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Response to Review no. 814

First, I want to thank the journal for reviewing my book. While I work for an English department, my historian colleagues are often my most useful – and toughest – critics, and I am pleased to have merited their attention. Second, I want to apologize to Dror Wahrman, for the repeated (and uncaught) typographical misspelling of his name. Finally, I thank Sarah Lloyd for her careful summary and astute critiques of the book. I agree with her that the history side of the argument is thinner than the literary. I am trained in literary rather than historical analysis and the former is what I do best of the two.

I can do nothing but cheer at her call for more work on domestic service. What I have offered is a sketch of the relationships between domestic servants and their employers, drawn from a body of texts that stood out as a vector for people’s imaginings, their hopes and their fears. I was also concerned with understanding our own received notions of relationships between employers and servants, which is why canonical texts and enduring stories, like the Canning episode, tend to predominate as objects of study. The book might tell us a little about servants’ lived experience, but that is not its primary intention, and I am not surprised that Lloyd finds it disappointing in this respect. The task of understanding the unwieldy but fascinating category of servants’ lived experience is ably but newly underway in the hands of Carolyn Steedman, Tim Meldrum, and others, and Dr Lloyd’s interest in the tangible, day-to-day quality of human experience is also badly needed in the task. I look forward to her book on Charity and Poverty in England, 1680–1820.(1)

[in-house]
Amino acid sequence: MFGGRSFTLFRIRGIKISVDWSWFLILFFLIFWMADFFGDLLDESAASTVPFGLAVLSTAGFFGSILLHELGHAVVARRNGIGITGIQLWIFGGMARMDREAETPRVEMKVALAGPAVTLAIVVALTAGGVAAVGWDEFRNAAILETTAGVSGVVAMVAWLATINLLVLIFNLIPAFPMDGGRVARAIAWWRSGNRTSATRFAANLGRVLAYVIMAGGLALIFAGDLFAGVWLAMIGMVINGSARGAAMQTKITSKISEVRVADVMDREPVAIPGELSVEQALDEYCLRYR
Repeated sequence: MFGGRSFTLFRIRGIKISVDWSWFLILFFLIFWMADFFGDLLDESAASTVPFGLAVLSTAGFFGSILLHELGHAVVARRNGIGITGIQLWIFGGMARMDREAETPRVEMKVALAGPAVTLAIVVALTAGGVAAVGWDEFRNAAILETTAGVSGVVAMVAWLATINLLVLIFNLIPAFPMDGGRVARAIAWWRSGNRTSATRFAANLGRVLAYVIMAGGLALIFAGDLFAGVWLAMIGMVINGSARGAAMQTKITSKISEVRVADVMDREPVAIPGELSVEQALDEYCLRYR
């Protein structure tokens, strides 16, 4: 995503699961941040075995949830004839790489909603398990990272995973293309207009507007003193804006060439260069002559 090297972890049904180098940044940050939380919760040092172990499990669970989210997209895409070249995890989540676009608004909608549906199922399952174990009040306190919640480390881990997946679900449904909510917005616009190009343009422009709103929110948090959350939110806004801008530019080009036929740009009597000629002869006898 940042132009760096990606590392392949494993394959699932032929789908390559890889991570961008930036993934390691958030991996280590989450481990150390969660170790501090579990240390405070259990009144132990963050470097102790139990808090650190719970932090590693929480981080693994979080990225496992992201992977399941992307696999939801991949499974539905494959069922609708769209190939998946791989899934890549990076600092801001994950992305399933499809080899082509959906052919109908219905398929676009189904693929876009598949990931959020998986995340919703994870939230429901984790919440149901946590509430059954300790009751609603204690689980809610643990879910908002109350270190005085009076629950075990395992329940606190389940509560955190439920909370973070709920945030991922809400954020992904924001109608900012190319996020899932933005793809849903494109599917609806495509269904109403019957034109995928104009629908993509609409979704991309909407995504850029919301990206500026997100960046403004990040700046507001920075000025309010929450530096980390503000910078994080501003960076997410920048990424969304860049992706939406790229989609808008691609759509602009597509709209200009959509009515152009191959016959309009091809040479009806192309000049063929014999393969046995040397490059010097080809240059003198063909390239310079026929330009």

I would like to offer one corrective to Dr Lloyd’s criticism of Domestic Affairs. She states that I buy wholesale into Nancy Armstrong’s theory of domesticity and the separation of public and private spheres. I must not have been clear enough in my arguments, because that is hardly the case. Indeed, I think a careful reading of Desire and Domestic Fiction (2) suggests that Armstrong herself does not invest unproblematically in the historical emergence of separate sphere ideology, although she is, certainly, often read in that way. In fact, I’m disappointed that I was not able to clearly communicate my view that the formation of public and private sectors is anything but a done deal during this period, so I will make it explicit for the benefit of future scholars working on domestic service: neither historical evidence nor literary evidence, read carefully, supports the stern hegemony of separate sphere ideology in this time period.  My ‘worl’d was not meant to be, as Lloyd claims, one of ‘adamantine’ structures, but one premised on the many and varied meanings assumed in specific times and spaces that Lawrence Klein has pointed out and that Lloyd, rightly, values.

I participated last Spring in an American Society for Eighteenth-Century Studies panel with literary scholars and one historian considering the importance of Carolyn Steedman’s difficult but riveting Master and Servant, mentioned by Lloyd in her review. What that book seems to reach for is both the hard evidence of tangible experience, lived in time and space, and the imaginative, creative ways in which that experience comes alive for both historian and literary scholar. I think that Professor Lloyd shares in these aspirations, and I would very much like to join her in this endeavor.


  1. Sarah Lloyd, Charity and Poverty in England, 1680–1820 (Manchester, forthcoming).Back to (1)
  2. Nancy Armstrong, Desire and Domestic Fiction (Oxford, 1990).Back to (2)